"Encyclopedia Dubuque is the online authority for all things Dubuque, written by the people who know the city best.”
Marshall Cohen—researcher and producer, CNN
DUBUQUE BREWING AND MALTING COMPANY
DUBUQUE BREWING AND MALTING COMPANY. The organization of the Dubuque Brewing and Malting Company resulted from a prohibitory law in Iowa. In 1892 there were an estimated fifty heirs of the four original brewers. Many of these people wanted to sell their interests, but were unable to do so because the Clark law and other enactments made brewery property practically unsaleable. (1) To enable the sale of these interests, the men owning the largest interests established the Dubuque Malting Company which took over the property of the heirs and paid them a rental. (2) Despite the prohibition law, brewing was continued so that an estimated 50,000 barrels of beer were produced annually. The owners planned that if the law were enforced or a new one passed, the Dubuque Malting Company could manufacture and sell brewers' supplies and all kinds of grain products. If the law was repealed, the managers could quickly convert the business into brewing and "reach out for the trade of the entire state." (3)
Joining together were the A. HEEB BREWING COMPANY, NORTHERN BREWING COMPANY, IOWA BREWERY, and the WESTERN BREWERY. Initially the new company used as its office the Heeb Brewery at 2127 Couler (Central). (4) The site selected for the new brewery was 30th and Jackson and the firm of FRIDOLIN HEER & SON was hired to draw up the plans. (5) The site consisted of approximately 6.5 acres. One of the unique characteristics of the plant was the absence of beer cellars or caves. A refrigeration plant costing between $50,000 and $60,000 made them obsolete. The entire building and its equipment was expected to cost between $250,000 to $275,000 (6) Construction began in 1895; the brewery opened for business on May 7, 1896. (7)
There were concerns in the community when the merger was announced. Citizens believed one or more of the breweries would be closed. Those were sure the merger would lead to higher prices. Neither took place. Prices remained the same and the four breweries were simply numbered 1, 2, 3, and 4. Branch 1, Heeb's Brewery, became the headquarters with the former barroom renovated into an office. Superintendent Titus SCHMID had two testing rooms each using a different process. One was located in Branch 1 while the other was located in Branch 2, the former Iowa Brewery. Because of its location, Branch 4, the former Western Brewery, was used primarily to supply the country trade. Ensuring delivery were ten available teams of horses. (8)
On the opening day, an estimated 20,000 visitors inspected the plant. (9) The supply of 15,000 souvenirs the company had purchased for the event was exhausted by 2:00 p.m. (10) A report of the day stated that "toothsome edibles and the best brew in the country were as free as daylight and air." (11) Music was provided during the day by the Juvenile Band in the refreshment house and the Original Italian Orchestra in the souvenir area. (12) At 3:00 p.m. Alphons Mattews, the master of ceremonies, introduced the president of the company, Nicholas GLAB who welcomed those in attendance. (13)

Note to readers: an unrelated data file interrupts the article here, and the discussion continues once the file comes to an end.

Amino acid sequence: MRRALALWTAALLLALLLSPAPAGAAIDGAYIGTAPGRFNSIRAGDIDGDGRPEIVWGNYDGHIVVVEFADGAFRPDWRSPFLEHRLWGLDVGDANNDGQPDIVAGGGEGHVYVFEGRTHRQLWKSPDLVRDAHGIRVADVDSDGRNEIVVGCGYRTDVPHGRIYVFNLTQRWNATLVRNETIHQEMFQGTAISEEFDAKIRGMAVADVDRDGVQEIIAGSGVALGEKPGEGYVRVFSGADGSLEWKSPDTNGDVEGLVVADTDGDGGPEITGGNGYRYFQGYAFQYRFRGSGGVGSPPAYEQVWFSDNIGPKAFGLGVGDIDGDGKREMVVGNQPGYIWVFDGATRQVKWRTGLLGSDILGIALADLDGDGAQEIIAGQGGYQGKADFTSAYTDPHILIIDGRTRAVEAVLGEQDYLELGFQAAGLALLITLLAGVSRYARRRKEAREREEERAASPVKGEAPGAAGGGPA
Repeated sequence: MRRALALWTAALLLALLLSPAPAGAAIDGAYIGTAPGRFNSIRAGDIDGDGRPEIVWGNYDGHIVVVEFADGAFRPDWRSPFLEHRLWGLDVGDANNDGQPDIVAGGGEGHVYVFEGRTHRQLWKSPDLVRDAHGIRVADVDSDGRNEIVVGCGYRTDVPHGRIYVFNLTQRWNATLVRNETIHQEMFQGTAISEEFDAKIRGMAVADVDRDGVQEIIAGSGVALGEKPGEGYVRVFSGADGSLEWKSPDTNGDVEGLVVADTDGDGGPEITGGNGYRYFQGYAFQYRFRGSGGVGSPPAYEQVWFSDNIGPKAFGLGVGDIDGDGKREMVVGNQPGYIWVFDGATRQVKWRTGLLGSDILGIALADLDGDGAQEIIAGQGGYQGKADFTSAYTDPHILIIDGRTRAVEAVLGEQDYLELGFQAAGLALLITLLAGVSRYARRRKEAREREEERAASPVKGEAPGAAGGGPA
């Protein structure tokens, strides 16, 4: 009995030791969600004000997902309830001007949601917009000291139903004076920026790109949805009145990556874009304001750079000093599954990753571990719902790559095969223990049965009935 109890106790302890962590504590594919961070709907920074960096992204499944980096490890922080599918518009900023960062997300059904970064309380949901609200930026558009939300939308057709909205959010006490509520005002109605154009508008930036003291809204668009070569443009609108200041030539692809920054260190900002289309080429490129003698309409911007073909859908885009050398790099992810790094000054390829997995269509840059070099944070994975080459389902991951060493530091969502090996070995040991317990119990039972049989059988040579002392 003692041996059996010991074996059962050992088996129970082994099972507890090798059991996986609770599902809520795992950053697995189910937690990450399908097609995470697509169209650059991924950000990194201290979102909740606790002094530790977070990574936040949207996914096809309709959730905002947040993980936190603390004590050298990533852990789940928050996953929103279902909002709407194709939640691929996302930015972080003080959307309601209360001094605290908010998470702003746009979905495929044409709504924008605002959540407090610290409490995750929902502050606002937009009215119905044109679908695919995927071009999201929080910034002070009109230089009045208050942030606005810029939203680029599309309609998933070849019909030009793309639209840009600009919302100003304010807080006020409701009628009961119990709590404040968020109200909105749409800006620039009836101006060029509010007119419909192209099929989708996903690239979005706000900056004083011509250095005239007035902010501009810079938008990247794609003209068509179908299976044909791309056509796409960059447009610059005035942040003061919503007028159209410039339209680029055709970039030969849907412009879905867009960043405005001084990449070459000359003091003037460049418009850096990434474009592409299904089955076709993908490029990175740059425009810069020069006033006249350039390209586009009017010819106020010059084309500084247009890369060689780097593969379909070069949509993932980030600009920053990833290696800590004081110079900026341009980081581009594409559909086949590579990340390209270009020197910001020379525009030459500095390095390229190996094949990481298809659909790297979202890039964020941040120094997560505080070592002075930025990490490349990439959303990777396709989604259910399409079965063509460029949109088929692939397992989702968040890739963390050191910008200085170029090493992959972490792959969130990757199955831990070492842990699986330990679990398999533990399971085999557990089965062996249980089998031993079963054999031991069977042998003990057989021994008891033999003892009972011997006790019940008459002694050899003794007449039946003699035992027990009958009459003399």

The resulting company covered ten acres with modern buildings and machinery costing $500,000. (14) The annual production capacity was 300,000 barrels of beer. Water was supplied from an artesian well on the premises; hops for the beer were imported from Bavaria. The refrigerating plant had a capacity of 200 tons of ice daily. (15) The company prided itself in handling telephone orders with delivery within an hour. During the summer, deliveries to homes were made between 7:00-9:00 p.m. (16)
Following the examples of other breweries, Dubuque Brewing and Malting Company constructed saloons in the area to sell its product. (17)
In 1910, Dubuque Brewing and Malting Company, the company's name had been changed in 1903, was the largest manufacturer in Iowa. Outside of St. Louis and Milwaukee there were no businesses of its type that compared in size. (18) The plant, then considered the most modern of its type in the country, was estimated to have 224,500 square feet of floor space.
Transportation of beer was handled by trucks, refrigerated railroad cars, and wagons. "Big electric trucks" operated in Dubuque for city delivery. (19) The first of their kind ever used in Iowa, the trucks operated with a twenty horse-power motor and 110-volt storage batteries that ran thirty miles on one charge. (20) The trucks weighed 9,800 pounds and could carry a load of 10,000 pounds at a speed of six miles per hour on level ground and could manage ten percent grades with a full load. (21) The company also owned a fleet of refrigerated railroad cars designed for their use. A herd of thirty horses was maintained by the company to pull wagons. (22)
Although the brewery was operated twenty-four hours daily, visitors were welcome at any time. A guide was provided to explain the operation of each of the departments. (23)
The brewery acquired a great deal of property. Many saloon operators simply rented from the brewery until laws were passed stating that breweries could not own and control other business property. To get around this law, the Dubuque Realty Company was formed. This business was nothing more than a holding company for the brewery which could continue to profit from the rented property. (24)
Laws were also passed that breweries in Iowa could only sell to licensed businesses. This law was evaded with the establishment, by Dubuque Brewing and Malting Company, of the East Dubuque Supply Company. Beer was sold to the supply company which then brought the beer back across the river for sale to anyone wishing to purchase it. (25)
There was an outfit working in the old Dubuque Brewing and Malting Company building on Jackson. It was deserted, but we kept seeing trucks with egg crates pulling in. The Chicago gangsters had set up a multi-million dollar operation--a train would even back in to deliver sugar. Finally the feds came in. (27) Max Eggelston